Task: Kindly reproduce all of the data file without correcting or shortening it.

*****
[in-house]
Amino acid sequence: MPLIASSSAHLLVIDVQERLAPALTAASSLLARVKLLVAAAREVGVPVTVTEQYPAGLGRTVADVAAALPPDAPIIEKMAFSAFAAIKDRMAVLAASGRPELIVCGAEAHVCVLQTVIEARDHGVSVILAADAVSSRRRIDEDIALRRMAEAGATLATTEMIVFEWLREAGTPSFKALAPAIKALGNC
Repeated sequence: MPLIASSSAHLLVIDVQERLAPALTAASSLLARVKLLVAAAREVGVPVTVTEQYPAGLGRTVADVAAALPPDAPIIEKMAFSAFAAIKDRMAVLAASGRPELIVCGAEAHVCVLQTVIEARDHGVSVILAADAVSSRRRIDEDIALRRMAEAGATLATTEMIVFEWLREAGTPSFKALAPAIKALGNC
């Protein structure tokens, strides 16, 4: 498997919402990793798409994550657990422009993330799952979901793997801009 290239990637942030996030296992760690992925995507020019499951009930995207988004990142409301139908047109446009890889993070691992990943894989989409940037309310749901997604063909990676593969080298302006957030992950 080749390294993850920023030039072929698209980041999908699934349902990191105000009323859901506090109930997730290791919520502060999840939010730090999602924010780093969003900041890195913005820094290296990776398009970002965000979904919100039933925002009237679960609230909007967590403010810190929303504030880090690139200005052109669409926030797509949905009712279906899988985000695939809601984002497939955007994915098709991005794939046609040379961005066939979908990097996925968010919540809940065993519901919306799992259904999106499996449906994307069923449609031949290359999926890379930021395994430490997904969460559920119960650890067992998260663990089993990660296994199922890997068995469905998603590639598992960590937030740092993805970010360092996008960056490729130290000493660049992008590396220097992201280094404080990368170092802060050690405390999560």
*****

[in-house]
Amino acid sequence: MPLIASSSAHLLVIDVQERLAPALTAASSLLARVKLLVAAAREVGVPVTVTEQYPAGLGRTVADVAAALPPDAPIIEKMAFSAFAAIKDRMAVLAASGRPELIVCGAEAHVCVLQTVIEARDHGVSVILAADAVSSRRRIDEDIALRRMAEAGATLATTEMIVFEWLREAGTPSFKALAPAIKALGNC
Repeated sequence: MPLIASSSAHLLVIDVQERLAPALTAASSLLARVKLLVAAAREVGVPVTVTEQYPAGLGRTVADVAAALPPDAPIIEKMAFSAFAAIKDRMAVLAASGRPELIVCGAEAHVCVLQTVIEARDHGVSVILAADAVSSRRRIDEDIALRRMAEAGATLATTEMIVFEWLREAGTPSFKALAPAIKALGNC
């Protein structure tokens, strides 16, 4: 498997919402990793798409994550657990422009993330799952979901793997801009 290239990637942030996030296992760690992925995507020019499951009930995207988004990142409301139908047109446009890889993070691992990943894989989409940037309310749901997604063909990676593969080298302006957030992950 080749390294993850920023030039072929698209980041999908699934349902990191105000009323859901506090109930997730290791919520502060999840939010730090999602924010780093969003900041890195913005820094290296990776398009970002965000979904919100039933925002009237679960609230909007967590403010810190929303504030880090690139200005052109669409926030797509949905009712279906899988985000695939809601984002497939955007994915098709991005794939046609040379961005066939979908990097996925968010919540809940065993519901919306799992259904999106499996449906994307069923449609031949290359999926890379930021395994430490997904969460559920119960650890067992998260663990089993990660296994199922890997068995469905998603590639598992960590937030740092993805970010360092996008960056490729130290000493660049992008590396220097992201280094404080990368170092802060050690405390999560």